BRITNI: I think that if you're going to change one thing as far as your eating, change your breakfast because that really sets the tone for the day. And eating a balanced breakfast… My breakfast varies quite a bit. Oftentimes it's just leftovers. Not a huge fan of eggs. So yesterday I had beef and broccoli and a little potato. Today I had a protein shake. The other day I had a salad for breakfast. And I think getting over the idea that you have to eat breakfast foods for breakfast kind of opens a lot of different doors. But I know eating that way just gives me lots of energy throughout the day.

DARLENE: Well it's so interesting. Last night when I was working with my trainer, he said that when he was younger… He doesn't do that now, but when he was younger, his breakfast used to be like a cereal bar, like a NutriGrain bar and a Coke.

BRITNI: That's common. I used to eat tons of those little bars cause they were 80 calories and no fat.

DARLENE: And some parents even send kids out the door with a bar in their hand for breakfast. So also joining us this morning is Teresa Wagner. Teresa's a Registered and Licensed Dietician, who teaches many nutrition classes and works individually with clients in Saint Paul, right?

TERESA: That's correct.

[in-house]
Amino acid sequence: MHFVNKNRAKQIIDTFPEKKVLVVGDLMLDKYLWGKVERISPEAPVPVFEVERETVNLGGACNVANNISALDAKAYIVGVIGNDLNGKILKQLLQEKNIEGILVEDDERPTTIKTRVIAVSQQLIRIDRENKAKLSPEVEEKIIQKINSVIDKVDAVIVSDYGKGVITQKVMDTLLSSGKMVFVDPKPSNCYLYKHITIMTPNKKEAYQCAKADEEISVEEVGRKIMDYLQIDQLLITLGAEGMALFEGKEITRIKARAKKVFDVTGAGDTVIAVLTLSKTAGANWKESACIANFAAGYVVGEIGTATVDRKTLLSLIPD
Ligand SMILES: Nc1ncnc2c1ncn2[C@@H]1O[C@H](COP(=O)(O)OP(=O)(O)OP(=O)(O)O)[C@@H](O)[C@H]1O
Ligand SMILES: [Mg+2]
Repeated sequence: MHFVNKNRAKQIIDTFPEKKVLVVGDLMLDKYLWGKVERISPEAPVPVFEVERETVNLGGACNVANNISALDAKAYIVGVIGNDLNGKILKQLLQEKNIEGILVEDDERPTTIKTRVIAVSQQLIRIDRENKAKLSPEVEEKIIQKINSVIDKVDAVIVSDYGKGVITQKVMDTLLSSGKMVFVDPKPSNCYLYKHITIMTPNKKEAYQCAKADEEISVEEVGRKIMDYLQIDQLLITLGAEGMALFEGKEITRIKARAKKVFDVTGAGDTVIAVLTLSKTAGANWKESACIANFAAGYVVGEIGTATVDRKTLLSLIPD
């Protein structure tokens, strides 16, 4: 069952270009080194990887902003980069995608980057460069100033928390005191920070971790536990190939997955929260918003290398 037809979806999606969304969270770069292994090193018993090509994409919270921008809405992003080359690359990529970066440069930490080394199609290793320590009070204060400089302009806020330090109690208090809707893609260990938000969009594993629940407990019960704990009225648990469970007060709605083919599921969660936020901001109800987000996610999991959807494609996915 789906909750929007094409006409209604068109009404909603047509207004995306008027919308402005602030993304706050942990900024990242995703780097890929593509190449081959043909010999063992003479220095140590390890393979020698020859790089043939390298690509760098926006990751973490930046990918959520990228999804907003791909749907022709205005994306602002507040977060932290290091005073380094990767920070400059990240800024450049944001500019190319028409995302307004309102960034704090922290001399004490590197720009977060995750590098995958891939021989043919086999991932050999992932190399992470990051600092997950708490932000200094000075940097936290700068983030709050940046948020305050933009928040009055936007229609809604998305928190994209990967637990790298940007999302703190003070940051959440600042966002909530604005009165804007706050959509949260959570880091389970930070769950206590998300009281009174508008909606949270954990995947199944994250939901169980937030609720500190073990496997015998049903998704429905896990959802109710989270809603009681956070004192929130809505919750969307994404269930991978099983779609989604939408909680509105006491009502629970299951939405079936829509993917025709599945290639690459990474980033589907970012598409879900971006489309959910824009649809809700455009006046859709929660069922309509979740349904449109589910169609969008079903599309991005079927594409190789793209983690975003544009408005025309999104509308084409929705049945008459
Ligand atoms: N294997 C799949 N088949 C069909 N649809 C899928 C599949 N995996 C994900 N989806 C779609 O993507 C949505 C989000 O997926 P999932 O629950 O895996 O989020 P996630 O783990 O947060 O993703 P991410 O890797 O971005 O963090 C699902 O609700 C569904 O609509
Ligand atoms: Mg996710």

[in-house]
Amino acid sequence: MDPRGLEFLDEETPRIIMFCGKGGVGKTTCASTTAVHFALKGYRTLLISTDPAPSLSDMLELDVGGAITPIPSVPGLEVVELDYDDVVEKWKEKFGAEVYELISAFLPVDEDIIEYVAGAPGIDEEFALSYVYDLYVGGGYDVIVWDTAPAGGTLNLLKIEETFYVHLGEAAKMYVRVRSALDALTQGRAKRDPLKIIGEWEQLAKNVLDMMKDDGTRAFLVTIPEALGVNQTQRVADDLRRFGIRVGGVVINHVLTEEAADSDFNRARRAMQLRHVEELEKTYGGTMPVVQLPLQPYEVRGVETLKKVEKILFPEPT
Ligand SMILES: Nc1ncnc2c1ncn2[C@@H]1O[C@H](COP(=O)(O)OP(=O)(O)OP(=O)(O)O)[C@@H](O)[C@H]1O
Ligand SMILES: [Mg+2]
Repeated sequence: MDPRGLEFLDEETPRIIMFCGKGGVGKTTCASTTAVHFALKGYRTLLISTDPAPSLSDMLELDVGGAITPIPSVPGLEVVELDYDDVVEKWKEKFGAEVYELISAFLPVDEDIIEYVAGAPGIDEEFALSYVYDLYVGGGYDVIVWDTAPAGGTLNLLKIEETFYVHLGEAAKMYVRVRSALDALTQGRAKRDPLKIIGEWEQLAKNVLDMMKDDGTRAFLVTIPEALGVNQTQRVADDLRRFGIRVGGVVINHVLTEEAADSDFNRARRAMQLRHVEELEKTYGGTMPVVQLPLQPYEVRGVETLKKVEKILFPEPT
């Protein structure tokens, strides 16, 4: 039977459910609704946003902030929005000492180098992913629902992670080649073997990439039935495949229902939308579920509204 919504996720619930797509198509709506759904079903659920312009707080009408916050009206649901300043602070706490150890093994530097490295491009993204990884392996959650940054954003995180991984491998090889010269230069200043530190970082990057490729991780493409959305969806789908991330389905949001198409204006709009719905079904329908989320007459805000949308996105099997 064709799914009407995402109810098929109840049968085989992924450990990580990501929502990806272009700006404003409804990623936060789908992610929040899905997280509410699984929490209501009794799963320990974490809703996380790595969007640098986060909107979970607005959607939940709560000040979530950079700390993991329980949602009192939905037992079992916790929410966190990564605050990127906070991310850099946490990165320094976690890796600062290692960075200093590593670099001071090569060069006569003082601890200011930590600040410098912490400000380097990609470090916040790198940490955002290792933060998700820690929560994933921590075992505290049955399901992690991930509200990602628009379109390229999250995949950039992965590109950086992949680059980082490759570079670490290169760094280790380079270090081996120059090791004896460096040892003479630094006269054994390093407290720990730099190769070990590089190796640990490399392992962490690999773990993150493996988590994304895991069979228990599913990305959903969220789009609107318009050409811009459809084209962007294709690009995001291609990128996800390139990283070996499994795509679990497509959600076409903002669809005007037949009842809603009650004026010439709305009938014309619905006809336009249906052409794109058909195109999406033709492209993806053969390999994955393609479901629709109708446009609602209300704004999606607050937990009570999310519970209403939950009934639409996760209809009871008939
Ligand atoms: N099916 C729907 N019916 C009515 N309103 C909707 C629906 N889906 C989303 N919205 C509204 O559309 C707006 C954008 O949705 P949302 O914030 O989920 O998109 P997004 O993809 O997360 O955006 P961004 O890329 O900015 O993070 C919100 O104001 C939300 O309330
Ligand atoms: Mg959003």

DARLENE: She's also available to work long distance on the phone, either with Skype or on the phone. And that's kind of… We have a lot of podcast listeners. So that's more for those. And I kind of forgot to mention this, but Teresa is a mother of three young children. So Teresa, what do you find to be the reason for the epidemic of fatigue?

TERESA: Well, I would say kids, kids and kids. Did I say that three times? And of course lack of sleep. It's a fact of life that parents with small children often experience interrupted sleep. So I believe that the best way to stay healthy and prevent fatigue is to make sure that I'm eating healthfully and exercising.

DARLENE: I think, Teresa, I hear that from so many parents. You know, maybe they're able to get one or two hours of sleep a night when their kids are sick or something.

TERESA: Right, exactly. Or I mean it doesn't even have to just be sickness. It's, you know, you have those nights where they have nightmares or they just wake up. And because they're awake they think you should be awake. Or they just come for visits in the middle of the night.

DARLENE: So I think one of the things that you just said is in order to stay healthy for yourself, you have to eat better.